Drymen to Balmaha, via Conic Hill, Loch Lomond

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Total distance –  11.9 Kilometres

Ascent –  390 metres

Walking conditions – Well-defined footpaths, tracks and pavements. No difficulties.

Time required – 3.5 to 5.5 hours

Nearest town – Drymen

It was summer 1993 and an attempt by me and two friends to complete the West Highland Way. At the end of Day 1, we set up camp in Balmaha (camping there was entirely legal in those days). At that point, I was unaware that my friends had decided that they’d had enough of the West Highland Way and were hatching a plan to abandon me in the very near future. On the morning of Day 3, they did exactly that and jumped on the boat over to Ardlui. I carried on regardless. Despite the betrayal, I remember the whole episode with a bemused fondness. Twenty or so years layer, I thought that I’d take my wife and kids on part of that route. Was I abandoned on this occasion? No chance! I had the car keys.

A bus is required for this outing to save you having to walk all the way back. Buses between Drymen and Balmaha operate every couple of hours during the daytime, and it’s entirely up to you whether you want to start the walk from either Drymen or Balmaha. Most people would agree that the more enjoyable way is starting from Drymen. But be careful, if you do start from Drymen you’ll need to be sure that the kids will have enough energy after walking about 8 Kilometres to ascend almost to the top of Conic Hill before dropping down to Balmaha.

From the bus stop in the centre of Drymen walk on the path beside the B858 going east for around a Kilometre before turning left on to the dirt footpath that is clearly signposted as part of the West Highland Way. Indeed, from here on as you’re on the West Highland Way, the whole route is clearly signposted. For the next few Kilometres or so you’ll be walking on dirt footpaths and forest tracks in mostly wooded wooded areas and then onto open ground. At the 8 Kilometre point you will come to a bridge over the Burn of Mar which is at the foot of Conic Hill. From here it’s pretty much an unrelenting 200 metre ascent to almost the top of Conic Hill. The path skirts to the right past the summit missing out the last 30 metre ascent. However, if you’ve still got the energy, getting to the top of Conic Hill is absolutely worth it. Keep on the path and head straight back down to the car park at Balmaha. Here you’ll find an excellent visitor centre and if you cross the road you can feed the ducks in Loch Lomond or nip into the Oak Tree Inn for refreshments.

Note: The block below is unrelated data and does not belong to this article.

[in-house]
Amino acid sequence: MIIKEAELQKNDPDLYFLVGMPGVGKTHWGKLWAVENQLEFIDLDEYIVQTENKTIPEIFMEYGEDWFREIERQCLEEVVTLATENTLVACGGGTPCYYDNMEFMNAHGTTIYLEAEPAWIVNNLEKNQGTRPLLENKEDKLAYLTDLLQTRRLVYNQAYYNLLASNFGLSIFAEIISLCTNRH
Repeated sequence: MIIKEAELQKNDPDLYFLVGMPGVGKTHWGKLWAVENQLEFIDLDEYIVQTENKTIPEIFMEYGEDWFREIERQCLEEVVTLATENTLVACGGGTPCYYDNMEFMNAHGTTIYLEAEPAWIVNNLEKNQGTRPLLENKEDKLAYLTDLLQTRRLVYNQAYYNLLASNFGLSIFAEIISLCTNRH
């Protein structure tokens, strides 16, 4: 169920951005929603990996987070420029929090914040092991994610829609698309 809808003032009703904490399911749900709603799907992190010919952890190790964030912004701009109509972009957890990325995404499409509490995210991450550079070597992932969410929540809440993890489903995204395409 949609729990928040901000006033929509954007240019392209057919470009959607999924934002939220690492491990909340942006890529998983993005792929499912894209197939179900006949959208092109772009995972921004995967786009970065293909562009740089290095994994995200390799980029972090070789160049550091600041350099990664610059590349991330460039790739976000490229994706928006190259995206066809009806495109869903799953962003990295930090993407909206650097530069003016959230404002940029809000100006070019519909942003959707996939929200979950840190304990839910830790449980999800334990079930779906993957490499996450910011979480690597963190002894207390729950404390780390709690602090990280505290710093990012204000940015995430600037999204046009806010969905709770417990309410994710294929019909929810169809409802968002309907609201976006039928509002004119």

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Crammond Island, Edinburgh

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Total distance –  8.6 Kilometres

Ascent –  50 metres

Walking conditions – Well-defined footpaths, tracks and a single track roads. No difficulties.

Time required – 2.5 to 4 hours

Nearest town – Edinburgh

Barnton and Crammond are two of Edinburgh’s leafiest suburbs. So it should come as no surprise that the scenery is marvellous. This is particularly the case along the River Almond and out into the Firth of Forth. Fortunately for us outdoor types there are no high walls nor electric gates to keep the peasants out, so we can wander freely in this land of captains of industry, well-known authors and other privileged types.

There are a number of places you can park near to the River Almond with varying distances to Crammond Island. We chose to park beside a play-park just off Brae Park because the kids wanted to play, there was good parking and it allowed for a good stroll along the banks of the River Almond. Either way, make your way to the River Almond (East bank) and head north along the well-defined footpath. Continue along past Crammond Boat Club and soon after that, you’ll arrive at Crammond Beach. You’ll see the Firth of Forth together with the causeway leading to Crammond Island, and in the summer months, an ice cream van as well.

The flat concrete causeway to Crammond Island is about 1.1 Kilometres long and you’ll be across it within 15 minutes. But before you continue please note that the causeway will be completely submerged at certain times of the day so make sure you know when the tide will be going in or out. There are notices at the causeway providing information on this. If all is well, walk straight across and onto Crammond Island. There are military fortifications immediately to your front dating back to World War 2. It’s also well worth taking the path to the other side of Crammond Island where there are more fortifications. This is a lovely short walk along a dirt footpath through undulating grassy terrain with brilliant views of the Firth of Forth.  Please note that there tends to be a lot of broken glass at these fortifications. This is largely due to hedonistic teenagers partying overnight, so best to keep a hold of the children here.